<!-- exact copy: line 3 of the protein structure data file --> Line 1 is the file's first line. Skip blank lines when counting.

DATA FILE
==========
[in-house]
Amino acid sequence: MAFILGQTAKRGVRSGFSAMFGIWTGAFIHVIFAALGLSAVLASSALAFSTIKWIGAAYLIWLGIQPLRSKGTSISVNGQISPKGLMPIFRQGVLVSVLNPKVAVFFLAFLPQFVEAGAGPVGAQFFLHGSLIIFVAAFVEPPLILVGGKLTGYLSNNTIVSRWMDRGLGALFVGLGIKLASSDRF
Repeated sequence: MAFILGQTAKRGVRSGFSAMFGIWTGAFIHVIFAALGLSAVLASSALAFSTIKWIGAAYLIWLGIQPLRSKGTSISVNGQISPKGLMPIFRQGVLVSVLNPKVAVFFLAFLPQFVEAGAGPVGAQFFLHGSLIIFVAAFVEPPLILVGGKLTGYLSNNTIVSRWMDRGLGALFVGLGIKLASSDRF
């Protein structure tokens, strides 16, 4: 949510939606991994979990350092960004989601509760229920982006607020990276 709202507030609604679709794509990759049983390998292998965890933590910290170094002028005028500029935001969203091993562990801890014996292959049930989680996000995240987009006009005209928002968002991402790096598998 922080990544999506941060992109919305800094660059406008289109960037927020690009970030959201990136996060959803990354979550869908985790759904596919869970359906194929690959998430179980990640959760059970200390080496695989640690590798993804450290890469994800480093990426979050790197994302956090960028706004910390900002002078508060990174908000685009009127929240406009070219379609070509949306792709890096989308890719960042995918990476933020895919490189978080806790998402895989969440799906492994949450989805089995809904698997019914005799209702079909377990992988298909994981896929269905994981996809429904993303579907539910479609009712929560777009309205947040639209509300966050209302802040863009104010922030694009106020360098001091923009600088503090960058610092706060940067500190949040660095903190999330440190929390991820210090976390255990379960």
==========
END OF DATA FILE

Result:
Repeated sequence: MAFILGQTAKRGVRSGFSAMFGIWTGAFIHVIFAALGLSAVLASSALAFSTIKWIGAAYLIWLGIQPLRSKGTSISVNGQISPKGLMPIFRQGVLVSVLNPKVAVFFLAFLPQFVEAGAGPVGAQFFLHGSLIIFVAAFVEPPLILVGGKLTGYLSNNTIVSRWMDRGLGALFVGLGIKLASSDRF